The look on Harley’s face as she stares at the dress, and Sorkin’s voice as Harley says, “Nice guys like you don’t deserve bad days?” (looks around) Where’s the damn Kleenex?!

Another classic moment featuring Harley Quinn was from the episode “The Man Who Killed Batman,” in which Joker has learned that Batman is now dead, and chooses to pay tribute to his longtime nemesis.

According to Paul Dini, the moment when Harley plays “Amazing Grace” on the kazoo was done by Arleen Sorkin in only one take, and caused the crew to immediately begin laughing. Once that take ended, the crew’s laughter became uncontrollable, and left Dini feeling grateful that Sorkin was able to accomplish what she did in just one take, as a second one probably would’ve been impossible.

Despite her relationship with The Joker, and her willingness to help him make life hell for Batman and for everyone in Gotham, Harley was more of a brilliant troublemaker with less-than-great judgment (especially when it came to love) than a merciless, unrepentant blackhat, and it didn’t take long for her popularity as an antiheroine to skyrocket and grow far beyond Batman: The Animated Series. Not only did she go on to appear in the one-shot comic The Batman Adventures: Mad Love, and Batman: Harley Quinn (which also gave us this classic cover illustrated by legendary artist Alex Ross), the character got her very own comic book series, and would also appear in the comic Gotham City Sirens, where she would team up with Poison Ivy and Catwoman for their own adventures.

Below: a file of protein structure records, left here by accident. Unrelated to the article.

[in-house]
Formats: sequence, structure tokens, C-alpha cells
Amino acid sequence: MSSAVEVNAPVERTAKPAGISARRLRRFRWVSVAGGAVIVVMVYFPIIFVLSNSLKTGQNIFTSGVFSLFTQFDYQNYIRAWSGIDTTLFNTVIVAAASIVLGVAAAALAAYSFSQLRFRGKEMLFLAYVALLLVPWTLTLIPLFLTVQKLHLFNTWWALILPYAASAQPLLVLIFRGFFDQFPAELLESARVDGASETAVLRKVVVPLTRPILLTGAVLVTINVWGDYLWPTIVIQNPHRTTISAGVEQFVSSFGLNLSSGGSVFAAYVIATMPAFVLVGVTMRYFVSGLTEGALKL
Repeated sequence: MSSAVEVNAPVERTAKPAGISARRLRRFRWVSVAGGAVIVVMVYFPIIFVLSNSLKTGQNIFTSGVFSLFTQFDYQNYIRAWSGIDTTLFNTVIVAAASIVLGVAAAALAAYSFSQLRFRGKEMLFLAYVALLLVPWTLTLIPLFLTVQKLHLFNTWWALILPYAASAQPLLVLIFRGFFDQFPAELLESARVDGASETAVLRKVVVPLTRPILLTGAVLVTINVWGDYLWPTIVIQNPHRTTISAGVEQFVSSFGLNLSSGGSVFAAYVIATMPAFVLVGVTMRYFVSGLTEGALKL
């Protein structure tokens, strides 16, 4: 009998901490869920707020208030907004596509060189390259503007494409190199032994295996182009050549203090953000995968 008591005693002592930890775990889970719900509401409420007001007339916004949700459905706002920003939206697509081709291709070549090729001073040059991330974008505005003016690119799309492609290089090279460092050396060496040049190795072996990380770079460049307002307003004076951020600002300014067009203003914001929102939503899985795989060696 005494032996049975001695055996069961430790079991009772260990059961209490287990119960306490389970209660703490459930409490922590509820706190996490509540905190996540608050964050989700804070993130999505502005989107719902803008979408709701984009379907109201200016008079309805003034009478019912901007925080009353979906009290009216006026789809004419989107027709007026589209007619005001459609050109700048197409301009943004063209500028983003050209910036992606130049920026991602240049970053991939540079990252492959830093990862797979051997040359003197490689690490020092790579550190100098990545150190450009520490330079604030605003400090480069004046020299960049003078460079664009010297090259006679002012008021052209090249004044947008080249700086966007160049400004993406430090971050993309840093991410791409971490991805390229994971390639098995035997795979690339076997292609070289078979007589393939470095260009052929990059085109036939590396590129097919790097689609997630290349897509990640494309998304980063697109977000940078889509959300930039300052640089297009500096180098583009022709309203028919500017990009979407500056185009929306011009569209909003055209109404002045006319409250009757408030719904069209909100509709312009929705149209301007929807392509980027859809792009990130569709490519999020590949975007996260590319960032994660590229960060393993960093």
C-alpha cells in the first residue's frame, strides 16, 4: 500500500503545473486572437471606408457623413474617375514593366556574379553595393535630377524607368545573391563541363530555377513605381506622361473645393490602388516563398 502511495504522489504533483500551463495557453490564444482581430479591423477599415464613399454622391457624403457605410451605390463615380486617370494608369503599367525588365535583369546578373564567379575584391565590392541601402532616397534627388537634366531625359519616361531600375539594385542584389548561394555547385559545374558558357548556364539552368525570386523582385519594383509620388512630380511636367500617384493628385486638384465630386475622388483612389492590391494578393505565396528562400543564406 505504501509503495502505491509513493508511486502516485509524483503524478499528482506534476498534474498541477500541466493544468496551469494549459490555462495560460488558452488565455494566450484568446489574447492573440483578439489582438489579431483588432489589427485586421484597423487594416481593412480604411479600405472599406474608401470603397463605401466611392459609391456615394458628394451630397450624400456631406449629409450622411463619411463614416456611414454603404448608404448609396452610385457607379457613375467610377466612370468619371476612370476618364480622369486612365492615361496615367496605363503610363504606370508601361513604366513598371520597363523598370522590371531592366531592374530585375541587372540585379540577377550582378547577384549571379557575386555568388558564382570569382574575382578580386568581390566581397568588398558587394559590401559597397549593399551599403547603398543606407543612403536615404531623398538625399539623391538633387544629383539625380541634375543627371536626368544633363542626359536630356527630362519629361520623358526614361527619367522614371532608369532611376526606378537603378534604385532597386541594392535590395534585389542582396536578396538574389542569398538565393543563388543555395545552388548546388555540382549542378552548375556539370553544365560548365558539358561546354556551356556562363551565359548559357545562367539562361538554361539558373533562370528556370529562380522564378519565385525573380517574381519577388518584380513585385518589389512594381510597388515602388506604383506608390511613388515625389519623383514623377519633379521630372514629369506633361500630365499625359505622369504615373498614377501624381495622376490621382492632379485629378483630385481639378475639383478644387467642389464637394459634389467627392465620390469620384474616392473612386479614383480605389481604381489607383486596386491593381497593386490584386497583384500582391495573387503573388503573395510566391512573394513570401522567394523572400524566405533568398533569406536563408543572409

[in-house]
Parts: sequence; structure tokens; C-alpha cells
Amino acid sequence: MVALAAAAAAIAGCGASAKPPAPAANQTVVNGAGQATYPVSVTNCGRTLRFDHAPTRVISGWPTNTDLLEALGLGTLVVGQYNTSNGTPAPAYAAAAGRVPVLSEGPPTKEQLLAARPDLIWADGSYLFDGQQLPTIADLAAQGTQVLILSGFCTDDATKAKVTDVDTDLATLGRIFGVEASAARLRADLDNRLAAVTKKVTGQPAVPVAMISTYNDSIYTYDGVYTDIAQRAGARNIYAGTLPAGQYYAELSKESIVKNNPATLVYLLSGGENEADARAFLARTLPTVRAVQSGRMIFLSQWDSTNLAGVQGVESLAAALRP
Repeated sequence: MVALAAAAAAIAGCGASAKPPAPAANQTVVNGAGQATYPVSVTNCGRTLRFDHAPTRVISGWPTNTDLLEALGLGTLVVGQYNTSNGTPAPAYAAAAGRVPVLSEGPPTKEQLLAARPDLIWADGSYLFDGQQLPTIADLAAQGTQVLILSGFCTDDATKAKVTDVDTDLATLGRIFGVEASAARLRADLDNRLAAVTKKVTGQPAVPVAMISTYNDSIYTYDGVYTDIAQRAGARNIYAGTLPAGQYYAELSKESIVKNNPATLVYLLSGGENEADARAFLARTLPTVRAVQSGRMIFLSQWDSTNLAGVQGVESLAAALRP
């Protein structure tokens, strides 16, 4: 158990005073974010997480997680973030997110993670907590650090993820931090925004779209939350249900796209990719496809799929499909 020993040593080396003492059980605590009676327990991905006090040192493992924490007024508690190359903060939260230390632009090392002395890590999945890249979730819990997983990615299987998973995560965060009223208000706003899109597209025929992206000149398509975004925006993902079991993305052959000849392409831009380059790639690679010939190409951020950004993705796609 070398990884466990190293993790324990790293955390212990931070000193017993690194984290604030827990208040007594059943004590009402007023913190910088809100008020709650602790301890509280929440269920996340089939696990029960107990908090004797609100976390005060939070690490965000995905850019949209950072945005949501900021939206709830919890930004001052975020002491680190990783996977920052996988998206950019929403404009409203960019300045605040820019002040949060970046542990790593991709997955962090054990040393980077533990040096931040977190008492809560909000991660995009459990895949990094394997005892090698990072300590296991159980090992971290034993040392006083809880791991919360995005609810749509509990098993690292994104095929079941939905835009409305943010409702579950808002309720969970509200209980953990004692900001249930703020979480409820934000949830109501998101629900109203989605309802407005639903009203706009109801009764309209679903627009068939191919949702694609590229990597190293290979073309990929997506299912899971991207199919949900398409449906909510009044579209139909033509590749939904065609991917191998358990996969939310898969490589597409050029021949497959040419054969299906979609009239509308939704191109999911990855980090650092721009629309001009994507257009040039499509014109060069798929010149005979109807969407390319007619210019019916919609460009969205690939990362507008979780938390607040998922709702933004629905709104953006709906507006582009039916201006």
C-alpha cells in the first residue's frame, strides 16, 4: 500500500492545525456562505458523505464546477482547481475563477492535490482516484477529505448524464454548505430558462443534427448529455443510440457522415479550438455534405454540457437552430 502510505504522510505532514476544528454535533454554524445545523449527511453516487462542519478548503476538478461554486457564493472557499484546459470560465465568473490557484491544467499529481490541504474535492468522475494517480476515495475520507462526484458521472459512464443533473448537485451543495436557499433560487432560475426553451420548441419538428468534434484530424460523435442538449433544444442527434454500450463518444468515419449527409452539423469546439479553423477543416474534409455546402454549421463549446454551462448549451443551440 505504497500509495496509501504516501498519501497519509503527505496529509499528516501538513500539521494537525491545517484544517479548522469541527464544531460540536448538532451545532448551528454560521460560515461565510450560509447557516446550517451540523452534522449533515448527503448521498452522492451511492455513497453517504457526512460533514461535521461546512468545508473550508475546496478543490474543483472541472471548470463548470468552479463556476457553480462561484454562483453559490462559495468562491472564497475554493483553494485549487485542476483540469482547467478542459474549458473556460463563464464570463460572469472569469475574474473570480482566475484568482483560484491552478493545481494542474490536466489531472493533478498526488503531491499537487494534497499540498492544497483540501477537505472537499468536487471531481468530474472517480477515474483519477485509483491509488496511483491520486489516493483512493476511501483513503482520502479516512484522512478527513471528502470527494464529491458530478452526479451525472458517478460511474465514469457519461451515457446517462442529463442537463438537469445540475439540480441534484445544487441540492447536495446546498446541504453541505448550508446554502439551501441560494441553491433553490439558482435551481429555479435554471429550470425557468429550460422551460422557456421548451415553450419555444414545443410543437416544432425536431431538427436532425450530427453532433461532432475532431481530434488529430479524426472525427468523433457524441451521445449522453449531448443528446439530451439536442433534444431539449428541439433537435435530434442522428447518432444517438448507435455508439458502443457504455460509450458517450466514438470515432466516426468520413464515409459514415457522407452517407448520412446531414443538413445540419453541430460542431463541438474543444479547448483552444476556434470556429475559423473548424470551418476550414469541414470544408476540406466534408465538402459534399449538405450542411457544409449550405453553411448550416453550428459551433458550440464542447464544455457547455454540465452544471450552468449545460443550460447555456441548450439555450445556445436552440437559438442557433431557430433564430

Besides her additional appearances in Batman: The Animated Series, Sorkin also voiced Harley Quinn for many other shows in the DC Animated Universe, including Gotham Girls, Justice League, Static Shock, and The New Batman Adventures. She also voiced Harley for the animated film Batman Beyond: Return of the Joker, and the multiplayer online game DC Universe Online, which would be the last time Sorkin would perform voice acting for the character.

There was no official confirmation to the public of Sorkin’s death until yesterday, but it didn’t stop her fans and her peers from sharing their love and appreciation of Sorkin and her work, as well as expressing how painful it was to lose another irreplaceable voice from Batman: The Animated Series, less than a year after losing the legendary Kevin Conroy to intestinal cancer last November.

Sorkin is survived by her husband, Frasier producer Christopher Lloyd, and their two sons, Eli and Owen Lloyd, who have asked for donations to be made to The National MS Society.

From Entertainment Weekly:

“We will always remember our dear Arleen for her immense generosity of spirit,” the family said in a statement. “Talented, yes, and dogged, too, as evidenced by her tenacious, decades-long fight with a terrible disease. But more than that, she was a loving presence in the lives of her two boys, Eli and Owen; her mother, Joyce; her brothers, Robert and Arthur; and the countless other children, old and young, whom she took under her beautiful wing over the years.”

There have been many other talented actresses who have graced our screens with their own versions of Harley Quinn, including Tara Strong, Kaley Cuoco, Mia Sara, Cassidy Alexa (who appeared physically as Harley in an episode of Arrow, but was voiced by Strong), and last but never least, Margot Robbie. But none of these performances would be possible without Arleen Sorkin, who truly made the character her own, and who made it impossible to look at any version of her on page or on screen without hearing her unique and unforgettable voice. And for that, we will forever be grateful.

Thank you for everything, Arleen. May you rest in peace.